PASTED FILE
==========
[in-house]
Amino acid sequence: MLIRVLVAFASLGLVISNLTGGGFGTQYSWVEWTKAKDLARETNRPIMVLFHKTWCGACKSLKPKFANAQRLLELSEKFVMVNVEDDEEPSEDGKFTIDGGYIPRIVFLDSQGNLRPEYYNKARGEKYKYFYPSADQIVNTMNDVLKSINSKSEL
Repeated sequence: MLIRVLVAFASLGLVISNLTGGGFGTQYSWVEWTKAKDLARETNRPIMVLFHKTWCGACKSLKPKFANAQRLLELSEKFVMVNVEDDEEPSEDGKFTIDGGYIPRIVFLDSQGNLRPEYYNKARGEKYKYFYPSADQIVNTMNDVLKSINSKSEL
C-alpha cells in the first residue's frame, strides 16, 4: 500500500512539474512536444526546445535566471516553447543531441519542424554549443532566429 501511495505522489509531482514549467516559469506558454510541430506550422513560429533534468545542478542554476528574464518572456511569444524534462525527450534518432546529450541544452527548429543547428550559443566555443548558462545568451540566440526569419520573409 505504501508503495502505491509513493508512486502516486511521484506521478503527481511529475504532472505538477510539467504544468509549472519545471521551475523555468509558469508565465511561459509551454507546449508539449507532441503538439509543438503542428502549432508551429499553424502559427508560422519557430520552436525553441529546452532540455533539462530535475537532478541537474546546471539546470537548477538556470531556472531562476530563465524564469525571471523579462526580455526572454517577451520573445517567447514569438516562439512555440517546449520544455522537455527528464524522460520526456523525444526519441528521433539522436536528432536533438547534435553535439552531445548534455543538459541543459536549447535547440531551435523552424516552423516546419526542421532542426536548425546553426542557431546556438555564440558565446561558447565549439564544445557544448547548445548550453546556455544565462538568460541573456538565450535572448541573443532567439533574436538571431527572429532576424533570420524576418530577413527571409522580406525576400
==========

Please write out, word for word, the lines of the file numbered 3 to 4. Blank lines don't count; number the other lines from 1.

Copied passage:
Repeated sequence: MLIRVLVAFASLGLVISNLTGGGFGTQYSWVEWTKAKDLARETNRPIMVLFHKTWCGACKSLKPKFANAQRLLELSEKFVMVNVEDDEEPSEDGKFTIDGGYIPRIVFLDSQGNLRPEYYNKARGEKYKYFYPSADQIVNTMNDVLKSINSKSEL
C-alpha cells in the first residue's frame, strides 16, 4: 500500500512539474512536444526546445535566471516553447543531441519542424554549443532566429 501511495505522489509531482514549467516559469506558454510541430506550422513560429533534468545542478542554476528574464518572456511569444524534462525527450534518432546529450541544452527548429543547428550559443566555443548558462545568451540566440526569419520573409 505504501508503495502505491509513493508512486502516486511521484506521478503527481511529475504532472505538477510539467504544468509549472519545471521551475523555468509558469508565465511561459509551454507546449508539449507532441503538439509543438503542428502549432508551429499553424502559427508560422519557430520552436525553441529546452532540455533539462530535475537532478541537474546546471539546470537548477538556470531556472531562476530563465524564469525571471523579462526580455526572454517577451520573445517567447514569438516562439512555440517546449520544455522537455527528464524522460520526456523525444526519441528521433539522436536528432536533438547534435553535439552531445548534455543538459541543459536549447535547440531551435523552424516552423516546419526542421532542426536548425546553426542557431546556438555564440558565446561558447565549439564544445557544448547548445548550453546556455544565462538568460541573456538565450535572448541573443532567439533574436538571431527572429532576424533570420524576418530577413527571409522580406525576400